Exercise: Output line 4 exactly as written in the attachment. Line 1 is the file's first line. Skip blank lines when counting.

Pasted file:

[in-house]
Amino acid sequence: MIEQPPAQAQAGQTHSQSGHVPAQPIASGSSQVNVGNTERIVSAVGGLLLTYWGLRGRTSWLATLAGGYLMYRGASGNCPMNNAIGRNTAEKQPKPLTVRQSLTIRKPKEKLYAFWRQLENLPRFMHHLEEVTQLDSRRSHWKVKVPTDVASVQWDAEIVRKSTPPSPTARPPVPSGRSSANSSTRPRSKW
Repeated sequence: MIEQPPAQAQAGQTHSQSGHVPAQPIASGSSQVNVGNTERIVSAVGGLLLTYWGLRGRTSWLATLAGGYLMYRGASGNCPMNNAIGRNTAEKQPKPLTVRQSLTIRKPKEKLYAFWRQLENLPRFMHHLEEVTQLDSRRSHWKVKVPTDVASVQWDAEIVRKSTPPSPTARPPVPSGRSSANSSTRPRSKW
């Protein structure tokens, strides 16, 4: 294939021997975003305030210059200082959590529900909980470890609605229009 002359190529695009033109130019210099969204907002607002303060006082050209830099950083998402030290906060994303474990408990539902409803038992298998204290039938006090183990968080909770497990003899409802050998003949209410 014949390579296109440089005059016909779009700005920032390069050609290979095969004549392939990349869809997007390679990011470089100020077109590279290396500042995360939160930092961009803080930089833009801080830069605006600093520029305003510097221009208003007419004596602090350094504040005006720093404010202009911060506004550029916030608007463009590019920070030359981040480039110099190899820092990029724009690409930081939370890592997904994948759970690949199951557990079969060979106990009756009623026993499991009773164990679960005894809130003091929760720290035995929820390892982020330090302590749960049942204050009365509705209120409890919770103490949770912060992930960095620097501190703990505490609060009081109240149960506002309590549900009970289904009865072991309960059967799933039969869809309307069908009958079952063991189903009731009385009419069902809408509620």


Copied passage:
């Protein structure tokens, strides 16, 4: 294939021997975003305030210059200082959590529900909980470890609605229009 002359190529695009033109130019210099969204907002607002303060006082050209830099950083998402030290906060994303474990408990539902409803038992298998204290039938006090183990968080909770497990003899409802050998003949209410 014949390579296109440089005059016909779009700005920032390069050609290979095969004549392939990349869809997007390679990011470089100020077109590279290396500042995360939160930092961009803080930089833009801080830069605006600093520029305003510097221009208003007419004596602090350094504040005006720093404010202009911060506004550029916030608007463009590019920070030359981040480039110099190899820092990029724009690409930081939370890592997904994948759970690949199951557990079969060979106990009756009623026993499991009773164990679960005894809130003091929760720290035995929820390892982020330090302590749960049942204050009365509705209120409890919770103490949770912060992930960095620097501190703990505490609060009081109240149960506002309590549900009970289904009865072991309960059967799933039969869809309307069908009958079952063991189903009731009385009419069902809408509620």